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  • 1) Identify and name the major parts of the central and autonomic nervous systems

  • 2) Use terms for direction in the nervous system, such as rostral, caudal, dorsal, ventral, along with the cardinal plane directions appropriately when referring to the structures in the CNS

  • 3) Identify the lobes of the cerebral hemispheres, including the landmarks that form their boundaries, and list the main functions for each lobe

  • 4) Identify and relate functional areas of the brain to support future discussions of neural activities and pathologic conditions

  • 5) Identify and describe the general functions of selected subcortical nuclei and white matter structures

  • 6) Identify the main parts of the ventricular system

  • 7) Identify the lobes and functional divisions of the cerebellum and provide a general description of their functions

  • 8) Identify the main parts of the brainstem along with selected nuclei and white matter structures for sensorimotor systems

  • 9) Identify the main gray matter and white matter structures in the spinal cord, including the organization of a typical spinal segment

  • 10) Identify and describe the basic structures and functions of the peripheral and autonomic nervous system


The brain is an amazing structure. With levels of organization ranging from the brain to the spinal cord, white matter to gray, axons to synapses, and at countless other levels, understanding neuroanatomy is a prerequisite to understanding brain function. In this chapter, the reader is introduced to the major parts of the nervous system with relevance for the rehabilitation professional. For this purpose, the focus will be on sensory and motor systems. Structures associated with the special senses, learning, memory and cognition, language, and other systems with strong relevance to physical rehabilitation will be addressed in some detail, with additional coverage in later chapters. However, details of systems in neuroscience such as vision, hormonal regulation, and others are not covered in detail here. For a broader coverage of neuroscience across all systems, the reader is referred to Principles of Neural Science.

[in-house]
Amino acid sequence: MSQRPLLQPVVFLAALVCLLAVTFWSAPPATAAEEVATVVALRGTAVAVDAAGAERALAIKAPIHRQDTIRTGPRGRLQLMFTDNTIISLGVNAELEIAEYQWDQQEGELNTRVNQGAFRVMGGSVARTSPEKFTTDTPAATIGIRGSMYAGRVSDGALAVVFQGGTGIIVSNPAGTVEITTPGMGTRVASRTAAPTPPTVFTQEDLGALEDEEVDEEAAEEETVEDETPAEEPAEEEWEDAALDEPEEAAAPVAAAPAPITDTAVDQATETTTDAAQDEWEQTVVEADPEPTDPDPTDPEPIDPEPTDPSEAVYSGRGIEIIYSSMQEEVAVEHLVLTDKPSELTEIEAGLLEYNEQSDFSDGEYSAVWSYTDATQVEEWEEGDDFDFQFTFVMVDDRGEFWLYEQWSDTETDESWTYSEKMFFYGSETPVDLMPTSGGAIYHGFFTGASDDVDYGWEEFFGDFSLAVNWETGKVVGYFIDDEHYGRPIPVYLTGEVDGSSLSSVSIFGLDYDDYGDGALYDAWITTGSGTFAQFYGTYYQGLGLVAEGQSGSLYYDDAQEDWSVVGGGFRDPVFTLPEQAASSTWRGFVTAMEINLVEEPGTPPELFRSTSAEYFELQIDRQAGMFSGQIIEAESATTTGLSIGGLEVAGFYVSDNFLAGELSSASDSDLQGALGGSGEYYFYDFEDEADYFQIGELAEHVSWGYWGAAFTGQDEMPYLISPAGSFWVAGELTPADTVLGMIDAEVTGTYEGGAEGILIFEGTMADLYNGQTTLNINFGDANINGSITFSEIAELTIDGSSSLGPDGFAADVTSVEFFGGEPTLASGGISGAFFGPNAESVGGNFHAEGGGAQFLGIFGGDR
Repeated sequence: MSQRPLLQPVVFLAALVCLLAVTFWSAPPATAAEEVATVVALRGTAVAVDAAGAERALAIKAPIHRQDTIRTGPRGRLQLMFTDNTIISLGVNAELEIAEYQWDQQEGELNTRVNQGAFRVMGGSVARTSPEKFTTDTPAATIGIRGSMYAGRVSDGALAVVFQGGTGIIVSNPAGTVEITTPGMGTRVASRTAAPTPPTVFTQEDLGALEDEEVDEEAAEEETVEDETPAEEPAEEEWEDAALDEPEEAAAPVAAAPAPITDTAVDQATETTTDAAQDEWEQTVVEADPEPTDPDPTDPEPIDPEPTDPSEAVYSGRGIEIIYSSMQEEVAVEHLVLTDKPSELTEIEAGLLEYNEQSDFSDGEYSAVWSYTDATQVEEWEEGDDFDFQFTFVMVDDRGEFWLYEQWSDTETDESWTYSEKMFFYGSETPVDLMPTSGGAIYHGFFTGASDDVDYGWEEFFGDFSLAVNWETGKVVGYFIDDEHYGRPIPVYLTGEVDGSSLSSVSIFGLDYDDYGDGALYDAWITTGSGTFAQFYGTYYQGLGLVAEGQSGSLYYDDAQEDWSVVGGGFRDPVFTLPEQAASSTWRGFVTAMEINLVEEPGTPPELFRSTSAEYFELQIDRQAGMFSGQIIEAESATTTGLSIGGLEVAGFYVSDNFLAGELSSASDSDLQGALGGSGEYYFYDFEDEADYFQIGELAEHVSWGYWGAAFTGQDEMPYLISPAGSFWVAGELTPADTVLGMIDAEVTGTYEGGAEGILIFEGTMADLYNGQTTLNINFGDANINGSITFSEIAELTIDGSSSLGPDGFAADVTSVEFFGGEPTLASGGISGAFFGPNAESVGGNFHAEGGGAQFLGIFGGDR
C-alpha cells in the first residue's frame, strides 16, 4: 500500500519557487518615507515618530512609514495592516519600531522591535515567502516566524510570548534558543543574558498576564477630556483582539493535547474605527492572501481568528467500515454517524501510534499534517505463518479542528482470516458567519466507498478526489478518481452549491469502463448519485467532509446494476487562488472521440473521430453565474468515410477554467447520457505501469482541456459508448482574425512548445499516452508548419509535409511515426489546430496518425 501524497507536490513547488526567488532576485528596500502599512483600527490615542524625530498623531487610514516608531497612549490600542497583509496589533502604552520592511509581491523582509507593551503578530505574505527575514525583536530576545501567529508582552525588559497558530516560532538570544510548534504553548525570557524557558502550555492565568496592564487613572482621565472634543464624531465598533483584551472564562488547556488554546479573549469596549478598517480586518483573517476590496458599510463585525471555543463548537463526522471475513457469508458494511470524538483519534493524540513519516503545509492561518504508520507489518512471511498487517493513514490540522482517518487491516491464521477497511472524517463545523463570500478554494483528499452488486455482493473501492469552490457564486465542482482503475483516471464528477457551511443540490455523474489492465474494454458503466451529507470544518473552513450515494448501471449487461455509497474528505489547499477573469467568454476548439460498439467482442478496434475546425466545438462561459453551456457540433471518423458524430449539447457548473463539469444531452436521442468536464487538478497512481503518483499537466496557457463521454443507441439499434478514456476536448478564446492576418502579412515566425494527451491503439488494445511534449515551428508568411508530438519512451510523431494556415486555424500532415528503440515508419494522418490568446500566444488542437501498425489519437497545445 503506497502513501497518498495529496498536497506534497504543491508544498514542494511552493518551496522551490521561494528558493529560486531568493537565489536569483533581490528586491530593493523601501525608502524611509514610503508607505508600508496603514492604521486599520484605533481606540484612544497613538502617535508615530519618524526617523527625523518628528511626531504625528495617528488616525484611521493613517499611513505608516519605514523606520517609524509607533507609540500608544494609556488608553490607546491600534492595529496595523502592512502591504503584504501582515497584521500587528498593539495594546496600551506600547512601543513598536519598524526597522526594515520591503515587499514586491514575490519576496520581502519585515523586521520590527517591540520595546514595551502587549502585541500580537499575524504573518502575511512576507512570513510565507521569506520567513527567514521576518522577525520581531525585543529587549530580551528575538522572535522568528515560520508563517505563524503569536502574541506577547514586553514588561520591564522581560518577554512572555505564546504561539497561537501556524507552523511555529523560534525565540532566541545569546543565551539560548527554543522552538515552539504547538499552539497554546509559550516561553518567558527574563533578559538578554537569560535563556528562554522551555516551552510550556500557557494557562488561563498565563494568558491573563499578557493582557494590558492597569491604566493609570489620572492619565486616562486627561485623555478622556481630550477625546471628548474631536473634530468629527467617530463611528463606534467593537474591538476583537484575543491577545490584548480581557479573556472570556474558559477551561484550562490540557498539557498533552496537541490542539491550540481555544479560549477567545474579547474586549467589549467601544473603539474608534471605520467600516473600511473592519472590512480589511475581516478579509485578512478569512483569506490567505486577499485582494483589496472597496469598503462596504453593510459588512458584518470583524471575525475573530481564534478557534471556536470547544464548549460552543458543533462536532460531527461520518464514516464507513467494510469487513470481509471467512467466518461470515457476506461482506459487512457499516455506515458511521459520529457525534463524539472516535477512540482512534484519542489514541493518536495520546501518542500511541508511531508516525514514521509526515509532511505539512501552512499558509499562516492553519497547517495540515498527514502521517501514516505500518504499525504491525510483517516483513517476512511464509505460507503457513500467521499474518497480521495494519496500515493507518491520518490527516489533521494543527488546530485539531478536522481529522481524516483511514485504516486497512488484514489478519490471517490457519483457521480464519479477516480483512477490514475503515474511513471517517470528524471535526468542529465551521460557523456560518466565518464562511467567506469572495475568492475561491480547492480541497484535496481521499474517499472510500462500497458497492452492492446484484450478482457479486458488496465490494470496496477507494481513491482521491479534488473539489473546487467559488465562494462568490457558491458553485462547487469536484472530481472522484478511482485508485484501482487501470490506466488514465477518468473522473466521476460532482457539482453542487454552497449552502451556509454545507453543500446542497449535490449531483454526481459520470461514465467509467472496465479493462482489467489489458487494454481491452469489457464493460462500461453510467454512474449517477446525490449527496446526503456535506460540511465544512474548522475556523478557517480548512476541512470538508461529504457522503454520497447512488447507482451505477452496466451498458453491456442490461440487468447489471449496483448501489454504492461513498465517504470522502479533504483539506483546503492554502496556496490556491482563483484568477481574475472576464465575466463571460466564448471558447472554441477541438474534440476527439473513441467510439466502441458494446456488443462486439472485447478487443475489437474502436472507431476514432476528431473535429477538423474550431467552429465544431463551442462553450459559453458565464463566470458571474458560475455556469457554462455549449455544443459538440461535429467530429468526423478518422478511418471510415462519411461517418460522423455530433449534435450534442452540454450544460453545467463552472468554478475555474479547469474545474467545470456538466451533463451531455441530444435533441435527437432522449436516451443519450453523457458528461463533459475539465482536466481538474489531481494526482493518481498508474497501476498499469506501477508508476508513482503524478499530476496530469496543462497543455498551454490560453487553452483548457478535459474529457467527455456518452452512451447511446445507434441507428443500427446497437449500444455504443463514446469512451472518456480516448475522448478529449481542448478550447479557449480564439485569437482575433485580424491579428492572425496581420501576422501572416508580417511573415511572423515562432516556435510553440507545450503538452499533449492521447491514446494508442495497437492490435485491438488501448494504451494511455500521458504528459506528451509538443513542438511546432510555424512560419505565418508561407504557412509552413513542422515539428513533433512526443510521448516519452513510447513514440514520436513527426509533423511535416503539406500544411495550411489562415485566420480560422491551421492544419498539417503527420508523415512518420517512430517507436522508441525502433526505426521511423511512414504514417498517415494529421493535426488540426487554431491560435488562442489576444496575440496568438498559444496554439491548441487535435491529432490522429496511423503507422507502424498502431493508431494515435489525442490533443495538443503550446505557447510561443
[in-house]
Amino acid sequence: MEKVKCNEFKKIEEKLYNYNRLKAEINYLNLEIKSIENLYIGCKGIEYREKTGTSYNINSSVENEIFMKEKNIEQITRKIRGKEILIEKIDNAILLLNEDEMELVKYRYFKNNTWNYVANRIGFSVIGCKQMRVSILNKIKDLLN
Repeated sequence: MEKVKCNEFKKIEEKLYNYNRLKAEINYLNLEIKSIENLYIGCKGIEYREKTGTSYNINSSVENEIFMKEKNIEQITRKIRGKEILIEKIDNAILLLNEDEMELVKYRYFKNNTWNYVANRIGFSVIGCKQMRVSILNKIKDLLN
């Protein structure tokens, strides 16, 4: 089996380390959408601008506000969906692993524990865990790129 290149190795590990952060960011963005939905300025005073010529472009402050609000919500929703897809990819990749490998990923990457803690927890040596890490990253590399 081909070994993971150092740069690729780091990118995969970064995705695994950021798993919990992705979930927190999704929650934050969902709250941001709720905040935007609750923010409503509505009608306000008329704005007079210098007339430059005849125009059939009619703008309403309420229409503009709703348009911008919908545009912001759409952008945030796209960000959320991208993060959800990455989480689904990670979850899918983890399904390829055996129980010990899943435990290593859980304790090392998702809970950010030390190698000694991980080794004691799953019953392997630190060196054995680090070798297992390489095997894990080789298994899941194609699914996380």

Directions and Planes in the Nervous System

In musculoskeletal anatomy, the cardinal plane directions are anterior–posterior, superior–inferior, and medial–lateral. In the nervous system, we can use these same directions. However, because of the way the nervous system curves around from the front of the skull to the back and then turns to descend into the spinal canal, a directional system relative to the nervous system itself, independent of the cardinal planes, is often more useful. Rather than anterior–posterior, it is often more useful to refer to ventral–dorsal directions (Figure 1-1). For the spinal cord in a person standing up, anterior and ventral are equivalent, as are dorsal and posterior. However, in the brain, the top surface of the brain would still be the dorsal side, but this would be superior in the anatomical planes. Likewise, the lower, undersurface of the brain ...

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